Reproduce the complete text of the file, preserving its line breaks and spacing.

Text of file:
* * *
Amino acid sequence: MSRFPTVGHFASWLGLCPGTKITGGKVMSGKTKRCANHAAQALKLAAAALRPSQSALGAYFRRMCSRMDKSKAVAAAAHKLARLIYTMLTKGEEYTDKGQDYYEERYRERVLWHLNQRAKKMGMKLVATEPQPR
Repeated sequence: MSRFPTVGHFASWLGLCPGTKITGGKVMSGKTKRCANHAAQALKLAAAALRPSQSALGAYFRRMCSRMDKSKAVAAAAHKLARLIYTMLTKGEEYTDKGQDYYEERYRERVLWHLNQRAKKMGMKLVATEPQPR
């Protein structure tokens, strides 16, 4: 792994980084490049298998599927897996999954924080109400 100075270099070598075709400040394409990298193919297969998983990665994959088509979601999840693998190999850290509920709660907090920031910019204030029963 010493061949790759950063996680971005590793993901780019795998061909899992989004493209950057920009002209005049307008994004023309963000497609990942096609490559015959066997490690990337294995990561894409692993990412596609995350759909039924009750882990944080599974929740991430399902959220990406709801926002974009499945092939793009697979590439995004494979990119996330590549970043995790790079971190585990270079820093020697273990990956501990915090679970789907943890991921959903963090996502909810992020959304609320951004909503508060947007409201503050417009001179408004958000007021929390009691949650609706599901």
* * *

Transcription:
Amino acid sequence: MSRFPTVGHFASWLGLCPGTKITGGKVMSGKTKRCANHAAQALKLAAAALRPSQSALGAYFRRMCSRMDKSKAVAAAAHKLARLIYTMLTKGEEYTDKGQDYYEERYRERVLWHLNQRAKKMGMKLVATEPQPR
Repeated sequence: MSRFPTVGHFASWLGLCPGTKITGGKVMSGKTKRCANHAAQALKLAAAALRPSQSALGAYFRRMCSRMDKSKAVAAAAHKLARLIYTMLTKGEEYTDKGQDYYEERYRERVLWHLNQRAKKMGMKLVATEPQPR
């Protein structure tokens, strides 16, 4: 792994980084490049298998599927897996999954924080109400 100075270099070598075709400040394409990298193919297969998983990665994959088509979601999840693998190999850290509920709660907090920031910019204030029963 010493061949790759950063996680971005590793993901780019795998061909899992989004493209950057920009002209005049307008994004023309963000497609990942096609490559015959066997490690990337294995990561894409692993990412596609995350759909039924009750882990944080599974929740991430399902959220990406709801926002974009499945092939793009697979590439995004494979990119996330590549970043995790790079971190585990270079820093020697273990990956501990915090679970789907943890991921959903963090996502909810992020959304609320951004909503508060947007409201503050417009001179408004958000007021929390009691949650609706599901």